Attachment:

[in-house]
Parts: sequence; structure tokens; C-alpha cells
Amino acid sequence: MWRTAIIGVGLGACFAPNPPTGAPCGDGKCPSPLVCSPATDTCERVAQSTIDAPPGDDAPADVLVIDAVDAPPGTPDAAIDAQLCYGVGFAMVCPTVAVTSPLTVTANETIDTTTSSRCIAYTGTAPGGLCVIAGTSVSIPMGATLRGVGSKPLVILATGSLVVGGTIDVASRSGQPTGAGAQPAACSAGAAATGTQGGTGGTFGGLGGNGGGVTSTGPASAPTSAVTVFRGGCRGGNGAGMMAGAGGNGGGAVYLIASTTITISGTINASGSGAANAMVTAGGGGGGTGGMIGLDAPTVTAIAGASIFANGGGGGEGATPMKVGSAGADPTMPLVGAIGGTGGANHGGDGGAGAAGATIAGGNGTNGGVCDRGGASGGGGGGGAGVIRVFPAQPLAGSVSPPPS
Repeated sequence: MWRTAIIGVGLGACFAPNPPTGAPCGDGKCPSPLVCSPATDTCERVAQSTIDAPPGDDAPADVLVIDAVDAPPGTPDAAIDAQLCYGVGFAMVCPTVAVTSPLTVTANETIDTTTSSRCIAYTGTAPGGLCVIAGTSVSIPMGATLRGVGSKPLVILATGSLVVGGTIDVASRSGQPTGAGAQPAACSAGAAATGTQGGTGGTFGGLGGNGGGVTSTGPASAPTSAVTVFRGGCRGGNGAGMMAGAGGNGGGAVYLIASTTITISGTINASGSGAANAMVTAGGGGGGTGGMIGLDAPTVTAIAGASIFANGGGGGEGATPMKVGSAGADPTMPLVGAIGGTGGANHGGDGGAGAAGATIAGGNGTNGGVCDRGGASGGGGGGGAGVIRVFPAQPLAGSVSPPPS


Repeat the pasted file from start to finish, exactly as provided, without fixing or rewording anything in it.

[in-house]
Parts: sequence; structure tokens; C-alpha cells
Amino acid sequence: MWRTAIIGVGLGACFAPNPPTGAPCGDGKCPSPLVCSPATDTCERVAQSTIDAPPGDDAPADVLVIDAVDAPPGTPDAAIDAQLCYGVGFAMVCPTVAVTSPLTVTANETIDTTTSSRCIAYTGTAPGGLCVIAGTSVSIPMGATLRGVGSKPLVILATGSLVVGGTIDVASRSGQPTGAGAQPAACSAGAAATGTQGGTGGTFGGLGGNGGGVTSTGPASAPTSAVTVFRGGCRGGNGAGMMAGAGGNGGGAVYLIASTTITISGTINASGSGAANAMVTAGGGGGGTGGMIGLDAPTVTAIAGASIFANGGGGGEGATPMKVGSAGADPTMPLVGAIGGTGGANHGGDGGAGAAGATIAGGNGTNGGVCDRGGASGGGGGGGAGVIRVFPAQPLAGSVSPPPS
Repeated sequence: MWRTAIIGVGLGACFAPNPPTGAPCGDGKCPSPLVCSPATDTCERVAQSTIDAPPGDDAPADVLVIDAVDAPPGTPDAAIDAQLCYGVGFAMVCPTVAVTSPLTVTANETIDTTTSSRCIAYTGTAPGGLCVIAGTSVSIPMGATLRGVGSKPLVILATGSLVVGGTIDVASRSGQPTGAGAQPAACSAGAAATGTQGGTGGTFGGLGGNGGGVTSTGPASAPTSAVTVFRGGCRGGNGAGMMAGAGGNGGGAVYLIASTTITISGTINASGSGAANAMVTAGGGGGGTGGMIGLDAPTVTAIAGASIFANGGGGGEGATPMKVGSAGADPTMPLVGAIGGTGGANHGGDGGAGAAGATIAGGNGTNGGVCDRGGASGGGGGGGAGVIRVFPAQPLAGSVSPPPS